While the MPs are in the parliament now voting on the implementation of the austerity plans, a constant flow of images and videos from the streets of Athens spring up to the web. Myriads of photographs capturing the despair, angry mobs of citizens demanding for an honourable way of life.
More than 40 fires were set in the city of Athens, windows crushed, innocent citizens injured, local shops vandalized, shattering the incomes and life’s savings of their owners. Fire in the land which gave birth to democracy, has always been burning. But that was a fire of spirituality, a proof that man could rise above the situation and cultivate his intellect, and create a system that is just, fair and prosperous. During the Olympic Games, the holy fire was set to symbolize peace, during religious or spiritual celebrations fire was burning in the temples, monasteries and churches alluding to the bond between man and divinity. During the Holy week of Easter, Judas is set on fire, and church goers fall into darkness, mourning the crucifixion of the son of god, waiting for the resurrection and the enlightment. Into the darkness, people pass on a blessed flame, until the church and streets are lit up.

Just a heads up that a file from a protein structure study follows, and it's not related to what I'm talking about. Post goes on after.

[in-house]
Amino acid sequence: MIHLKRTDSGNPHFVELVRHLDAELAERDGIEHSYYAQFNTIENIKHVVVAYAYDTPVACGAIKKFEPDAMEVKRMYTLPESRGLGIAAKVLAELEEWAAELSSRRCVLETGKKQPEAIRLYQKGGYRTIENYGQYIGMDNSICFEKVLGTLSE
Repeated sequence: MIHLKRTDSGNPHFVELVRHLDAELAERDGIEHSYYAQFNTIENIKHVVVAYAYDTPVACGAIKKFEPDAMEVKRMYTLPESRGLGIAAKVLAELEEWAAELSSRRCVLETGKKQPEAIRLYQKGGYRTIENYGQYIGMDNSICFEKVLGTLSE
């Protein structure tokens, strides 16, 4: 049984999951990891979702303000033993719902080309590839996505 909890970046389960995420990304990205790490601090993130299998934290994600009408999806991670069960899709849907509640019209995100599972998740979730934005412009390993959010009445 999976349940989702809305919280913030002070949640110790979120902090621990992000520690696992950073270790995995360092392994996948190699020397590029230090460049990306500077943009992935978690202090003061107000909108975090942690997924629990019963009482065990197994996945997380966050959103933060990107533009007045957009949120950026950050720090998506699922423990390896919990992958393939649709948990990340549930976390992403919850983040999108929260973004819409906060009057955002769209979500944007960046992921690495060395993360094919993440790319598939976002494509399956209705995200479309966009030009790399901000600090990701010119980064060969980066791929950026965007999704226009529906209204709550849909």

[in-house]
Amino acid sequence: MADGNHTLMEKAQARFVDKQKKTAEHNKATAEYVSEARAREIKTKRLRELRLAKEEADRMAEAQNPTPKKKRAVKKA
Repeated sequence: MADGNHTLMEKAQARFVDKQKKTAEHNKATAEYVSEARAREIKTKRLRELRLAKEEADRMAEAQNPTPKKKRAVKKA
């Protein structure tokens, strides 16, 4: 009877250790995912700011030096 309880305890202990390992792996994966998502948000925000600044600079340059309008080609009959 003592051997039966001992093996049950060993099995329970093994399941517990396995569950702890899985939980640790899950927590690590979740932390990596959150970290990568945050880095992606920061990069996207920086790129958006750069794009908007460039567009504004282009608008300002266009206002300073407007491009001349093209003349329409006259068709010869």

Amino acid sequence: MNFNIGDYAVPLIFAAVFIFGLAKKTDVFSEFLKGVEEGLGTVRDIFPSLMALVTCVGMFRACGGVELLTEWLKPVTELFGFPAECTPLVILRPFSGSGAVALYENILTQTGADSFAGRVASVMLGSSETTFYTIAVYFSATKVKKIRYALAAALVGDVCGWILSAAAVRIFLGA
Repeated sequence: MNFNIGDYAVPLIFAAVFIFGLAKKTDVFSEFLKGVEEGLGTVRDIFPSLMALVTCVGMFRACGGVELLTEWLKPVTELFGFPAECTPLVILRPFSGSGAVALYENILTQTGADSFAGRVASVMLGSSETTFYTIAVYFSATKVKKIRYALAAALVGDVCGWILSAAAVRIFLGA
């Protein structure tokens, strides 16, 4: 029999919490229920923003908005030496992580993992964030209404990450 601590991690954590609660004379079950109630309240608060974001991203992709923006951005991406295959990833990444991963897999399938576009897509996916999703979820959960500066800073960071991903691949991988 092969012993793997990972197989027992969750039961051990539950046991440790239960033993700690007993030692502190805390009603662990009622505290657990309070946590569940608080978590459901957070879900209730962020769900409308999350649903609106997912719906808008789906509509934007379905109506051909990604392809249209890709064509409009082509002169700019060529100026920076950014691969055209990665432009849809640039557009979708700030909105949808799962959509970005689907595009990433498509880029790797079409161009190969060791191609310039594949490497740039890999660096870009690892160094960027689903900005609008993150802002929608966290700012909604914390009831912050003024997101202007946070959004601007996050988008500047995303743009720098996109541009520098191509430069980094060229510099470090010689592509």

How have the times changed, that the fires are now set not to speak of the light, but of the uttermost darkness the state of Greece is at now. And while being involved in politics and being an active citizen should be in our moral imperative, such acts of vandalisms should not be associated with democracy.
While the votes are being counted and we are awaiting for the outcome, I can’t help but wonder for whom the bell tolls. Who will pay for the lack of solidarity, which the European Union prides itself with? As the broadcast from the parliament is ongoing, I hope Greece will find a way to reconstitute its government without selling its people, its rich culture, its soul to the lowest bidder.